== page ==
| Updated: Feb 15, 2019
I consider myself a bit of a date syrup connoisseur.
In the spring when the pollen is thick, it is the only sweetener I use (besides local raw honey, which helps some people with seasonal allergies).
Any other whole food sweetener, including maple syrup and coconut sugar, are problematic because they are disaccharrides. This means that they are more difficult to digest, and thus have the potential to trigger an inflammatory response and produce symptoms for a myriad of conditions.
Yes, even in tiny amounts!
Like many people, my immune system tends to overreact to oak tree pollen in the Spring. To manage without symptoms, I avoid all disaccharrides (which includes all grains) temporarily. However, since date syrup is a monosaccharride (like honey and fruit), I am able to enjoy it!
Don’t miss my point here. I am not telling you this to dump on whole food disaccharride sweeteners. I have zero issues with them. They are traditional and wonderful to stimulate our natural sweet taste on occasion.
It’s just that in the Spring, my immune system is very sensitive from the oak trees blooming. And, where I live happens to be one of the worst places on the planet for this type of pollen!
So, to avoid any issues, I switch 100% to date syrup for a few weeks until the air clears – literally!
Easy solution and a lot better than taking medication, wouldn’t you agree?
Types of Date Syrup
Because I have used a lot of date syrup over the years, I have noticed that syrups sourced from different geographical areas have a slightly different taste, color and consistency.
Traditionally, dates are a very important food in Middle Eastern cuisine and culture. They also grow best in a dry environment.
It is no surprise, then, that most of the dates, date sugar, and date syrup in the world come from Egypt, Iran, Saudi Arabia, and Iraq. In fact, all top ten countries producing date related foods are part of what’s known as “The Greater Middle East”. This area stretches from Morocco in the west to Pakistan in the east. (1)
The first brands of date syrup I tried years ago came from this part of the world. As its popularity spread, producers emerged elsewhere, most notably in California.
Here are the differences between the two types of date syrup if you are trying to decide which to try and use for recipes and baking.
Imported Date Syrup
Date syrup produced in the Greater Middle East is noticeably thicker than North American date syrup.
This is due to the traditional processing methods which do not completely break down the pectin in the dates. Those of you who make jams and jellies know that adding pectin during the canning process thickens it up.
Same concept when making date syrup except that the pectin is already there and is simply not broken down.
With regard to color, Middle Eastern date syrup is darker. Take a look at the picture above. Can you see the difference? The Tunisian date syrup on the right is quite a bit darker especially around the edges.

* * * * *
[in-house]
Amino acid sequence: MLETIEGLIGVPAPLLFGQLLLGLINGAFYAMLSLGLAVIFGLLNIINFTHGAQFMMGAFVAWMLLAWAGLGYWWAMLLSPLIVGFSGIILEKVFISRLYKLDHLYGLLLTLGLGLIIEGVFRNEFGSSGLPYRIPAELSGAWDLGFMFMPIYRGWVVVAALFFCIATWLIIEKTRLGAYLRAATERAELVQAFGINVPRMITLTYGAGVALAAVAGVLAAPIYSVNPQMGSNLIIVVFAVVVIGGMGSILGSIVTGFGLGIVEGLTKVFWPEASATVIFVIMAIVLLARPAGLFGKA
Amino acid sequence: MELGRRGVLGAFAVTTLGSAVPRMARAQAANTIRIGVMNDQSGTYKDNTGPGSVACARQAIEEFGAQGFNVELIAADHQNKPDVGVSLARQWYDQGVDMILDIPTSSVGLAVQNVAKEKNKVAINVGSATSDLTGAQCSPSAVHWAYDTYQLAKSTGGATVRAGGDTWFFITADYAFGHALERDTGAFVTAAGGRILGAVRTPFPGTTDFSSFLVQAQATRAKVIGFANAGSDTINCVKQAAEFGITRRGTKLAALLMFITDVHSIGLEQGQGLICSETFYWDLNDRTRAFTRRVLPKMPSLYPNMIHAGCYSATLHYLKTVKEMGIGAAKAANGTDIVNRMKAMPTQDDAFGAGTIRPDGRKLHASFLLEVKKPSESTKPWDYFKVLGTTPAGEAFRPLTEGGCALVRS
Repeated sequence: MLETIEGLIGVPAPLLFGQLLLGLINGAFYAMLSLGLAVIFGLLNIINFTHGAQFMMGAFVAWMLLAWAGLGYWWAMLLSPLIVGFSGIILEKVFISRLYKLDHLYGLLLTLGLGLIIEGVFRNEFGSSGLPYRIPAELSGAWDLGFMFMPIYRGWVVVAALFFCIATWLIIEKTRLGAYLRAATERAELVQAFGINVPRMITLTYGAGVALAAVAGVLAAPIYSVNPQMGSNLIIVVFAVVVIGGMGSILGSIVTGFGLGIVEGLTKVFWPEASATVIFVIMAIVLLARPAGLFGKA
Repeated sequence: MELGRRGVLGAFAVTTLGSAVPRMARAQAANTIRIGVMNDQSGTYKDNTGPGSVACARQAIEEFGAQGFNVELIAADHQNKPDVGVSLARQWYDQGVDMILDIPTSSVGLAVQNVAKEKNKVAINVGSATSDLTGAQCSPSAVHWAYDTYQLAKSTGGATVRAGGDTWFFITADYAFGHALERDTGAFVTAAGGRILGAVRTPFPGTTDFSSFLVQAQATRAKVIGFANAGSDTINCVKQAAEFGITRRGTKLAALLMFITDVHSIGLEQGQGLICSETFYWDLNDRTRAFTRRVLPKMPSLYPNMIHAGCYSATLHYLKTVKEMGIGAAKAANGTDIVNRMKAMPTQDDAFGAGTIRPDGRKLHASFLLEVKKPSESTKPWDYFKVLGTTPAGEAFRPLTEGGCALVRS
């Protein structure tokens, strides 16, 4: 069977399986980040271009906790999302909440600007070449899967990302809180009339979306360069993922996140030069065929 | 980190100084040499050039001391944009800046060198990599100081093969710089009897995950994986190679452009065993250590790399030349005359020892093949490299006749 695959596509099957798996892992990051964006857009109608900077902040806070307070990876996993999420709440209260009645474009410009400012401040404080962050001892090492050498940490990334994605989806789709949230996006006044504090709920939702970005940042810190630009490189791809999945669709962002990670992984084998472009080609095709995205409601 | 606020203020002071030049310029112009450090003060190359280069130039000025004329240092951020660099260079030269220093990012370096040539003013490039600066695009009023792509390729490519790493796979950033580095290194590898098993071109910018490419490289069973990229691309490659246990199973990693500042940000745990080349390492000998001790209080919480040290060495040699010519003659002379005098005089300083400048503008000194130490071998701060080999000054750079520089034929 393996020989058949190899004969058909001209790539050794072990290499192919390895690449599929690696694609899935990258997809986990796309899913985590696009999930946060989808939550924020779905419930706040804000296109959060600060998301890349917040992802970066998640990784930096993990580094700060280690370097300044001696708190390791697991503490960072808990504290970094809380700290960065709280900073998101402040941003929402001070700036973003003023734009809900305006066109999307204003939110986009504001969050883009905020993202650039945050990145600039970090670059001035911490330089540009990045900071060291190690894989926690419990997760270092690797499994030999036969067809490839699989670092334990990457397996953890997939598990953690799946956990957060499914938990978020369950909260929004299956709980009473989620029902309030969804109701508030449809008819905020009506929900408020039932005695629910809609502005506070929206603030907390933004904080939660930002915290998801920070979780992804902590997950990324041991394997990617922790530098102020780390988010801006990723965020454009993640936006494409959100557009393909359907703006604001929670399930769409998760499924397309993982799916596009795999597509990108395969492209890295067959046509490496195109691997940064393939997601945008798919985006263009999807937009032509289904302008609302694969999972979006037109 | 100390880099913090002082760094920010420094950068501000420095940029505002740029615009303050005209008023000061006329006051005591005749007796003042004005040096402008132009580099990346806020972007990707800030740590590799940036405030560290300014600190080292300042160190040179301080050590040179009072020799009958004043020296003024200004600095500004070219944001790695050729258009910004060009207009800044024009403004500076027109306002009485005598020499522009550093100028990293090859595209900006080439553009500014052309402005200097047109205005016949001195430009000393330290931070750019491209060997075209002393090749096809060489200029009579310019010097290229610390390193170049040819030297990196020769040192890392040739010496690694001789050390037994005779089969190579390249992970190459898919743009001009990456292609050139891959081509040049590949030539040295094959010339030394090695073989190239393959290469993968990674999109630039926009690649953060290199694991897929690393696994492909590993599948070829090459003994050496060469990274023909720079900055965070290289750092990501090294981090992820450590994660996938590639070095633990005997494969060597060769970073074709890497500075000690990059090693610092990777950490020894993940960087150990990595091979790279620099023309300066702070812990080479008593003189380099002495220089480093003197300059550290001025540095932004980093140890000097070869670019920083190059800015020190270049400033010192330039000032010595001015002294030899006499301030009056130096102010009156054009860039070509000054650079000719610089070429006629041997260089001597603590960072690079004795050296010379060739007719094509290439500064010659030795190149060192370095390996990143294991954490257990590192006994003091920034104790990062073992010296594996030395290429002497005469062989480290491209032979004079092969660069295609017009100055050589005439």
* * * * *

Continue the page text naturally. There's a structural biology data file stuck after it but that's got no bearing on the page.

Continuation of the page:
It looks very much like traditionally made cane syrup in fact. No surprise, then, that the flavor of date syrup from this part of the world has subtle overtones of brown sugar. This is the brand I use.
North American Date Syrup
Date syrup grown and produced in North America is quite a bit different than Middle Eastern versions.
First of all, it is less viscous. This is due to a slower production process which breaks down the natural pectins more completely.
When I first tried it, I didn’t know that it would be so much thinner. As a result, I accidentally dispensed too much for the recipe I was making because it poured so quickly!
While Middle Eastern date syrup is reminiscent of brown sugar, North American date syrup tastes more like homemade butterscotch. Do you see the distinct amber color around the edges of the California date syrup in the photo above? The different growing conditions give it this very unique flavor profile!
The color is correspondingly lighter as well. This is the brand I use.
Middle Eastern or North American Date Syrup. Which is Best?
Having tried date syrups from around the world, I recommend that you try them both first. Blend in your favorite smoothie recipes and healthy desserts and make the call based on the flavor profile your family enjoys most!
They both cost about the same per serving, so this is one situation where you can choose based on what you truly like best!
Just be sure that whatever brand you choose has no additives and only a single ingredient – organic dates!
Sarah Pope has been a Health and Nutrition Educator since 2002. She serves on the Board of Directors for the Weston A. Price Foundation.
Sarah was awarded Activist of the Year at the International Wise Traditions Conference in 2010.
Sarah earned a Bachelor of Arts (summa cum laude, Phi Beta Kappa) in Economics from Furman University and a Master’s degree in Government (Financial Management) from the University of Pennsylvania.
Mother to three healthy children, blogger, and best-selling author, she writes about the practical application of Traditional Diet and evidence-based wellness within the modern household. Her work has been featured by USA Today, The New York Times, National Review, ABC, NBC, and many others.
First appeared on thehealthyhomeeconomist.com